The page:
Code-switching, the interchangeable use of two languages, is a hallmark of bilingual language processing. Although code-switching occurs most often in spoken communication, studies examining the neural mechanisms of code-switching typically present code-switched materials visually, using reading paradigms. The present study examined intra-sentential code-switching in the auditory modality in Spanish-English bilinguals, using Event-Related Potential (ERP) and Time Frequency Representation (TFR) analyses. Specifically, this study examined whether listening to code-switched sentences is associated with lexical-semantic integration (indexed by an N400 effect) or sentence-level reanalysis (indexed by an LPC effect), and the extent to which neural patterns associated with listening to code-switched speech are modulated by switching direction (from the dominant language to the weaker language, or vice versa). ERP results showed that listening to a switch from the dominant to the weaker language elicits N400 and LPC effects, while TFR results showed a power decrease in the upper beta frequency band. In contrast, listening to a switch from the weaker to the dominant language elicited only an N400 effect, while TFR results showed a power increase in the alpha frequency band. The findings indicate that cognitive processes involved in listening to intra-sentential code-switches vary by switching direction. More specifically, we propose that listening to dominant-to-weaker language switches engages lexical processes in addition to sentence-level reanalysis to integrate the weaker language into the sentence frame, whereas weaker-to-dominant switches engages lexical-semantic integration accompanied by inhibition processes (i.e., listeners inhibit their dominant language as the sentence unfolds in their weaker language, and this inhibition must be released upon hearing a switch into the dominant language).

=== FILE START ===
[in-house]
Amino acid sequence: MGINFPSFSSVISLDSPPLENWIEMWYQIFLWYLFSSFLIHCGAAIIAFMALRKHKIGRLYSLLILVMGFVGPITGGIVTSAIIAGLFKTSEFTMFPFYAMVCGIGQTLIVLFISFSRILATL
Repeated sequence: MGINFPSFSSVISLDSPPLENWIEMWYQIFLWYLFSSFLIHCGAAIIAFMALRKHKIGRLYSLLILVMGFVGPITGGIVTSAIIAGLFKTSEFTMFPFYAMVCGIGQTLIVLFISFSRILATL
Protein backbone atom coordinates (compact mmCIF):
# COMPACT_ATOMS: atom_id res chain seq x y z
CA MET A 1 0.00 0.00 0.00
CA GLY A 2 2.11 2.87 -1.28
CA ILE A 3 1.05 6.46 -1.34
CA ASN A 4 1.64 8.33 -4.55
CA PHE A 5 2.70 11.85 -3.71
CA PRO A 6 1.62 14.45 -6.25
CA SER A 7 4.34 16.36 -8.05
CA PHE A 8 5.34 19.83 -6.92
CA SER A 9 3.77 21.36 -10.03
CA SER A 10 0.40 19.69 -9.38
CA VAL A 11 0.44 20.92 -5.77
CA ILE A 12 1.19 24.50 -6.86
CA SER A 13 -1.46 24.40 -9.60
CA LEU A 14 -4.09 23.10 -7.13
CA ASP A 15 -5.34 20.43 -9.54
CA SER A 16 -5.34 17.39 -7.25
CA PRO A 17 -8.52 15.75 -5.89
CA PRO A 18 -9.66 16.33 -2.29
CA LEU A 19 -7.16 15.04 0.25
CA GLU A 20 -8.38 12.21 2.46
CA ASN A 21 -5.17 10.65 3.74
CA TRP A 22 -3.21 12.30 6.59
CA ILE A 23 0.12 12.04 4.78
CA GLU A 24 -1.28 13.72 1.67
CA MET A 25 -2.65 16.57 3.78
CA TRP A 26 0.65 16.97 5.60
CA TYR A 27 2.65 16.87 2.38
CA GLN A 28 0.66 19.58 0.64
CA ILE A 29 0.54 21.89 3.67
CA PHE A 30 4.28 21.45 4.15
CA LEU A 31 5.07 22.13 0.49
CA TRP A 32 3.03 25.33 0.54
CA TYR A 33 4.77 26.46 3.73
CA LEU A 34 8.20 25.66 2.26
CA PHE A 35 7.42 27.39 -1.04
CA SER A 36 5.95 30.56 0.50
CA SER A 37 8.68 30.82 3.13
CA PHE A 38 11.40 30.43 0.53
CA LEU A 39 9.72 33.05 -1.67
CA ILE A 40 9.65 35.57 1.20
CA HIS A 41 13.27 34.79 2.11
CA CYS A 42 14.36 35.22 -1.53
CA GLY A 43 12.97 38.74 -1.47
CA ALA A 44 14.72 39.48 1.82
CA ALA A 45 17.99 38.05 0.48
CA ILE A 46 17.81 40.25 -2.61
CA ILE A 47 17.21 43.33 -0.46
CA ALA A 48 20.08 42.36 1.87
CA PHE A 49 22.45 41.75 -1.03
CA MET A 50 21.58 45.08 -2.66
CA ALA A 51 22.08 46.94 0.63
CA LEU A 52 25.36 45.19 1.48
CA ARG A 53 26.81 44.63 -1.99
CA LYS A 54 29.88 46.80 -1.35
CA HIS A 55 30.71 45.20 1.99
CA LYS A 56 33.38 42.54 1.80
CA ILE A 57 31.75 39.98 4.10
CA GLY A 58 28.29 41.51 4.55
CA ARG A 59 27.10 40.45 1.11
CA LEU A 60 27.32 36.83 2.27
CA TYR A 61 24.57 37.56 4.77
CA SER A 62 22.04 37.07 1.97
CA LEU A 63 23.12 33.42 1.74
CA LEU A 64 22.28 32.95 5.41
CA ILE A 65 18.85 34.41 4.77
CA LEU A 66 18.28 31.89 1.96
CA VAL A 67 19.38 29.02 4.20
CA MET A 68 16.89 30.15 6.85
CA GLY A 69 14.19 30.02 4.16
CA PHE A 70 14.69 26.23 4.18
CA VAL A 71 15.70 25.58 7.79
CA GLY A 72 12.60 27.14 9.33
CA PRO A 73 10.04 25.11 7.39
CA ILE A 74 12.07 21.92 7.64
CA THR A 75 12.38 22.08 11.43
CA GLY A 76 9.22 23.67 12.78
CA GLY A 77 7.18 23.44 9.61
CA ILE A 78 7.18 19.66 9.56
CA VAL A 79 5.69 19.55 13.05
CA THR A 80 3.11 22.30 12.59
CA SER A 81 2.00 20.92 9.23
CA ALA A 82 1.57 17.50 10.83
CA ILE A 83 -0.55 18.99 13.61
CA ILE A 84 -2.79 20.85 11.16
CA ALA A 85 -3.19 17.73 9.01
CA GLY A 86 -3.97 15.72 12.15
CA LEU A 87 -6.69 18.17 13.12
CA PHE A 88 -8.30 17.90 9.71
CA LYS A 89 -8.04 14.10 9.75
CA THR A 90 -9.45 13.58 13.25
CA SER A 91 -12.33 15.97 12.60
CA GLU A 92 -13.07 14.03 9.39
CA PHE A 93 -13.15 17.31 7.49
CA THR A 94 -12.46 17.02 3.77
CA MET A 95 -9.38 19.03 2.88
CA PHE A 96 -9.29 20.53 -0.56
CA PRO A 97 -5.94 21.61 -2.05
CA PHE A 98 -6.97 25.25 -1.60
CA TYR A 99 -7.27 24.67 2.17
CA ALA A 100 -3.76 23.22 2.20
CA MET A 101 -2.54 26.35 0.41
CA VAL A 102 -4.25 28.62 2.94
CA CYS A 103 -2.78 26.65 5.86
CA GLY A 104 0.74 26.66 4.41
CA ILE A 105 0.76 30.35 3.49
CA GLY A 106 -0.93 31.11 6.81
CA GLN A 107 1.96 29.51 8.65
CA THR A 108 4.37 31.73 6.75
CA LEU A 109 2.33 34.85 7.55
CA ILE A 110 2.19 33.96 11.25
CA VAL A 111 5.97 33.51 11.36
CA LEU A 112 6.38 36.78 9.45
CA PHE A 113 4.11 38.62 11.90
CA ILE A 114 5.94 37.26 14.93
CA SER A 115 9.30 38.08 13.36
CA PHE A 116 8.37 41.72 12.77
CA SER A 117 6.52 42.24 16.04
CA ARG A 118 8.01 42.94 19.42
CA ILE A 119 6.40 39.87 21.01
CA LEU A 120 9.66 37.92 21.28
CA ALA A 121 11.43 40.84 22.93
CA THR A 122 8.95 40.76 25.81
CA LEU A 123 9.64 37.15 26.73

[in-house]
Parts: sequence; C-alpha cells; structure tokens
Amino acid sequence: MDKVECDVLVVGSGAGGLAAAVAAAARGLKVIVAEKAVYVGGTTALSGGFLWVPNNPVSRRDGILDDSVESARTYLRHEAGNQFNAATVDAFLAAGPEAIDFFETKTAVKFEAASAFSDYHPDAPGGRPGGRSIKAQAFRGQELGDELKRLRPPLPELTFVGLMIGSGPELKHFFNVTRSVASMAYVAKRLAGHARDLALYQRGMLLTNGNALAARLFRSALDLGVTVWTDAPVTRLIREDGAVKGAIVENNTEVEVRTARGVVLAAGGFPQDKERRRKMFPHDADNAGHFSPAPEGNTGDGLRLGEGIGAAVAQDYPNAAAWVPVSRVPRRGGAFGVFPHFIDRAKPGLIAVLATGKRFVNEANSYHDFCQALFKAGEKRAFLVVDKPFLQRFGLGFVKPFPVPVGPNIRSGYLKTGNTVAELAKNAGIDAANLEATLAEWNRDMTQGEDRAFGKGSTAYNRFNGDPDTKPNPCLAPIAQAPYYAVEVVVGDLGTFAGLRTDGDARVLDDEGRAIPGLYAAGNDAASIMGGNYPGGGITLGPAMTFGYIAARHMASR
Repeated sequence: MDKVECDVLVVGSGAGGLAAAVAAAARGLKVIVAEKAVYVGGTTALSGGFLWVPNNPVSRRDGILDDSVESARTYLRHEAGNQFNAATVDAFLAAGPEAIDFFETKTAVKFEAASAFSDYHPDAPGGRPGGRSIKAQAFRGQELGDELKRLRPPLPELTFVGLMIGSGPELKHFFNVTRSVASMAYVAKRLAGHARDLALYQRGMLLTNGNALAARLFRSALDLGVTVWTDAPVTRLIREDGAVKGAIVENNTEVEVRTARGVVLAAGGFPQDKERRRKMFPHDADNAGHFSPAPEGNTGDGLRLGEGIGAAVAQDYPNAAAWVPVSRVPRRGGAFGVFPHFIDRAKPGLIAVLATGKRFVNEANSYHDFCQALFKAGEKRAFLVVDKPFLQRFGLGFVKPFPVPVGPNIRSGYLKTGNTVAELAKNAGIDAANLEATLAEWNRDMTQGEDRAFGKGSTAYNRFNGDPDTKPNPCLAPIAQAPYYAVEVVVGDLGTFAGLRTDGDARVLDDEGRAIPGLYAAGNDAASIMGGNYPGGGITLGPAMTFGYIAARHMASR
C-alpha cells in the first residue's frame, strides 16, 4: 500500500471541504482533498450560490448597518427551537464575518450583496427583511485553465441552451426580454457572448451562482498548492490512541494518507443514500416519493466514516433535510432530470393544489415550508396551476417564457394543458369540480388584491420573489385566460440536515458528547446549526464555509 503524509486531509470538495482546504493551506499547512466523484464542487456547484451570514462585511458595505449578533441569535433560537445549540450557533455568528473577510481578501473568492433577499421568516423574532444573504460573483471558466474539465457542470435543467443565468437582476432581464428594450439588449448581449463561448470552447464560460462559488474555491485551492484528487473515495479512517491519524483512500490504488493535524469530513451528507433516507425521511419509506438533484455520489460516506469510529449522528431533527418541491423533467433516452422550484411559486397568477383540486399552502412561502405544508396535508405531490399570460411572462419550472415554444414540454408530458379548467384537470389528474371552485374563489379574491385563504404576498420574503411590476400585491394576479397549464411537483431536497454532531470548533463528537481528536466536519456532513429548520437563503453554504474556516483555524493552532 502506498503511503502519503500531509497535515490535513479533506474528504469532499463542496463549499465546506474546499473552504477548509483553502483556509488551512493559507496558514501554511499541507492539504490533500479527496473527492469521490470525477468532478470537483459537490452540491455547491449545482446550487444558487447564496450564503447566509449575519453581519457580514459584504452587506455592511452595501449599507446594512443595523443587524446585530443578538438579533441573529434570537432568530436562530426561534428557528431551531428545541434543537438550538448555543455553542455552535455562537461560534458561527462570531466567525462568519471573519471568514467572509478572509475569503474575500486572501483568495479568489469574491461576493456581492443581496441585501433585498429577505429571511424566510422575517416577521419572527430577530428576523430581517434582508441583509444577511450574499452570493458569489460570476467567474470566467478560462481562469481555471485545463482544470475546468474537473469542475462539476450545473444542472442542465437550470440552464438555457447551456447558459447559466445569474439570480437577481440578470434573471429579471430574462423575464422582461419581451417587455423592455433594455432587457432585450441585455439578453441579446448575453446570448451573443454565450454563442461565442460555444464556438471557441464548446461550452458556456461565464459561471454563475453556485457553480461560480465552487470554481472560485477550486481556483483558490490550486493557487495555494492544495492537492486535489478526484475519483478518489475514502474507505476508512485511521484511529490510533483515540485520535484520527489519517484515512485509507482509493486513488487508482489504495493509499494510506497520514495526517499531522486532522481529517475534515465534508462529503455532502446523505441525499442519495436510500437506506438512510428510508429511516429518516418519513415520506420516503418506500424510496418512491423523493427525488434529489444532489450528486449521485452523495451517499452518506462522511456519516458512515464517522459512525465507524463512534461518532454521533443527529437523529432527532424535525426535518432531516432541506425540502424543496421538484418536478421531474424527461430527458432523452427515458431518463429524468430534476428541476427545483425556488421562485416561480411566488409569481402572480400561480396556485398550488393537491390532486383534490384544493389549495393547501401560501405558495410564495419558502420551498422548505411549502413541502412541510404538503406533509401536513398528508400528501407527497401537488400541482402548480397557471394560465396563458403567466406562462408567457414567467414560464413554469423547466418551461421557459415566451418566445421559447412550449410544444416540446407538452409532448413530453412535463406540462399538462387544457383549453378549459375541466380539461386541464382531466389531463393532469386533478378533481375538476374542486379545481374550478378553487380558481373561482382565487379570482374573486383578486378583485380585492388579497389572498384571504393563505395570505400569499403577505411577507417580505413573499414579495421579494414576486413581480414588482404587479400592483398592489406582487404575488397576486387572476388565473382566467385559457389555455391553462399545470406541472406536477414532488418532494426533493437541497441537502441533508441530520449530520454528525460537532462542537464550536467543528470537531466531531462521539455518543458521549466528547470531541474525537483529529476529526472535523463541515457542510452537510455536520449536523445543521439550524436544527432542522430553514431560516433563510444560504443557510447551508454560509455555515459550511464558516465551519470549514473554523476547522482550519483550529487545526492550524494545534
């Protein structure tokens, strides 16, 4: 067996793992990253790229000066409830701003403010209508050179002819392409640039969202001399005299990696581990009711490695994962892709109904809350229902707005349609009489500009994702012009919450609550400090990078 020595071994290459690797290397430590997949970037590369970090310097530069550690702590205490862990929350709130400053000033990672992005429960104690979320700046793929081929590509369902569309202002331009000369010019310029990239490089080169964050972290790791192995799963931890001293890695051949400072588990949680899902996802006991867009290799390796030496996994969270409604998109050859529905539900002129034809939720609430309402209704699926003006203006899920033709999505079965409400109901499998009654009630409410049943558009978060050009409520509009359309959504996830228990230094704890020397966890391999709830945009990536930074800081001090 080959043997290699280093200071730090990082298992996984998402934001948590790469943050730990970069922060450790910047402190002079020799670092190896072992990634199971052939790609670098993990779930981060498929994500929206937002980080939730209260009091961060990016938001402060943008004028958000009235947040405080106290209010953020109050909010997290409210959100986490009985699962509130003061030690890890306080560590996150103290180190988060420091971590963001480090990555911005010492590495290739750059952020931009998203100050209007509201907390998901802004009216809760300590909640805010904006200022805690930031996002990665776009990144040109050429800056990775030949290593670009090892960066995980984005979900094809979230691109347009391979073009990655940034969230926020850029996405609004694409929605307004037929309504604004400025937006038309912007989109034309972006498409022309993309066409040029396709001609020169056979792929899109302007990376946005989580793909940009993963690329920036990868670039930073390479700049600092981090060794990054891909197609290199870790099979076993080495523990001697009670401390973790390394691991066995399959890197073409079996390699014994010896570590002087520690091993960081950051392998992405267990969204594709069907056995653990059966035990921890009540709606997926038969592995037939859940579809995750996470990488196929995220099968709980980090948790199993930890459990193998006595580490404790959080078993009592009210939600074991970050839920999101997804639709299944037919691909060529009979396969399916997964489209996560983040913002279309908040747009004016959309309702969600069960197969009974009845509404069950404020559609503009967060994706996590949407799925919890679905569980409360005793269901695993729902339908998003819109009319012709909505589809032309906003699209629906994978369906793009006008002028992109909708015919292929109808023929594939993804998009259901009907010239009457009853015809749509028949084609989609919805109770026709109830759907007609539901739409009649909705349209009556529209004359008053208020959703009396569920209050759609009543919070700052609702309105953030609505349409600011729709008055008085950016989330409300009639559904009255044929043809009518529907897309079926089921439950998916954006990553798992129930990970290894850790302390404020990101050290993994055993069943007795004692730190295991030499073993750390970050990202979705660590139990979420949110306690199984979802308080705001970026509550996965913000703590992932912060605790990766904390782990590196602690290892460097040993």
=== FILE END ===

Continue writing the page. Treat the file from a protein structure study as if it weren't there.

All Science Journal Classification (ASJC) codes
- Experimental and Cognitive Psychology
- Arts and Humanities (miscellaneous)
- Linguistics and Language
- Cognitive Neuroscience